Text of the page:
Germination success

We experimentally tested the effect of the forest light environment on seed germination. Light was controlled by placing seeds in petri dishes with 15mL water in three different types of forest: closed canopy, open canopy and light gap. A fourth group was placed in the darkness as a control. The seeds had been collected previously from different trees and stored in a dry container. Treatments were replicated four times and germination rates checked every three days for three weeks, and then compared with ANOVA. The experiment was set up in late March and early April, when most seeds germinated in the forest.

Early establishment of seedlings and sapling survival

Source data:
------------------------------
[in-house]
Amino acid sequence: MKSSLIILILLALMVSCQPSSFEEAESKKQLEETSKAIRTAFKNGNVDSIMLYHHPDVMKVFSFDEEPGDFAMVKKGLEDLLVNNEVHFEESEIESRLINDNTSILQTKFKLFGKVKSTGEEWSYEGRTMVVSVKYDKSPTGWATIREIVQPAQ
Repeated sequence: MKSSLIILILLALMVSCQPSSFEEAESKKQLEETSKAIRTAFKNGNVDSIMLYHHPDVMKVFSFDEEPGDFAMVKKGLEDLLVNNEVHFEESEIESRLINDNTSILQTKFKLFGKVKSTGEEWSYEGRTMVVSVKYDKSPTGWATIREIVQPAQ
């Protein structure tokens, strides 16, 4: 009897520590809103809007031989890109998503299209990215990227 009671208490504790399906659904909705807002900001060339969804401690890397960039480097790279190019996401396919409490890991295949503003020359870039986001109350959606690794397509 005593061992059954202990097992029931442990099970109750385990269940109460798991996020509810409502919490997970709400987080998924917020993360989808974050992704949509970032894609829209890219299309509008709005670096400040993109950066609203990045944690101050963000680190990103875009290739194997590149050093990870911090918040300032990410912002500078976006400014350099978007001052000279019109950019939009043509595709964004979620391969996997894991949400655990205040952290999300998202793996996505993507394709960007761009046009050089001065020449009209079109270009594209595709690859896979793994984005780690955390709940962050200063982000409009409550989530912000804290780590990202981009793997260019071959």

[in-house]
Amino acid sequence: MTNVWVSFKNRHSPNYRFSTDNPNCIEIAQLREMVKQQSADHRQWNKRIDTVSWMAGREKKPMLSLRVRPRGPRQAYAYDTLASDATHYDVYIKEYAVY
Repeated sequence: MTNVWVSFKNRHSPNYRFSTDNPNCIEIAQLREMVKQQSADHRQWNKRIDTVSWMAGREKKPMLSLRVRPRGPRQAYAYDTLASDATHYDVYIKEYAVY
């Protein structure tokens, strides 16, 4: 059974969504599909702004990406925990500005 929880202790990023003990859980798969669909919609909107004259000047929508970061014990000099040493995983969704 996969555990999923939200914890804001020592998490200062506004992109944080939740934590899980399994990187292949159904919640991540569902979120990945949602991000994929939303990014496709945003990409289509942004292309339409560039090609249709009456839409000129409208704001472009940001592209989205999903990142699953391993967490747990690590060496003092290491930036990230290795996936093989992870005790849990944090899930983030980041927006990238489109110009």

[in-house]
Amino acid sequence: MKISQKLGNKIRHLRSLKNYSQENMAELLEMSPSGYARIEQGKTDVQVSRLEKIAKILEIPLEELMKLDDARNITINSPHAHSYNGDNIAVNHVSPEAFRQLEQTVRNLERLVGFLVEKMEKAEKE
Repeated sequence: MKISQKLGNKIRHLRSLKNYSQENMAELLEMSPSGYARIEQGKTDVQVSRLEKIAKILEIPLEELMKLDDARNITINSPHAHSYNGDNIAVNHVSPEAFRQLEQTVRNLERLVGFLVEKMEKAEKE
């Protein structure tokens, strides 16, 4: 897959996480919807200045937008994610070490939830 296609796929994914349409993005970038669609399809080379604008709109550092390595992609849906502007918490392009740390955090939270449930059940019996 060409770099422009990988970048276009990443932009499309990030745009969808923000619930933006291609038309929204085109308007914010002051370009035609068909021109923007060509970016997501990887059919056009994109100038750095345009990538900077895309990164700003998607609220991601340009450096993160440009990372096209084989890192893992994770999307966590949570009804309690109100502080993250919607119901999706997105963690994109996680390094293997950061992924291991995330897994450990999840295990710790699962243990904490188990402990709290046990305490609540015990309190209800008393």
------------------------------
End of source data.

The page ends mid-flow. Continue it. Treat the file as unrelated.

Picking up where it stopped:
Seedling survival was monitored in six 3m-wide understory transects, each running 100m down-wind from a parent tree. We labeled all seedlings found within transects during the first week of April, when germination rates were highest in the forest and then monitored the survival of every seedling weekly during the following three months. Newly germinated seedlings were included during the first two weeks; after that time no germination was observed. As controls, we labeled and monitored 15 seedlings in the forest floor that were found more than 100m away from a possible parental tree. We assigned mortality to fungal infection (“damping off”), herbivory, mechanical damage (i.e., litterfall or uprooting), or unknown causes. Seedlings affected by damping off pathogens were recognized by the characteristic symptoms of initial necrosis of the stem close to the ground, darkening leaves and leaf fall. From the information obtained in these transects we determined the distribution of seedlings relative to the parental tree and also recorded the main causes of mortality and their relative importance, the death rate through time and the effect on seedling mortality of the distance to the parental tree. Because of the very low density of seedlings in transects, results for all transects were clumped for the analyses.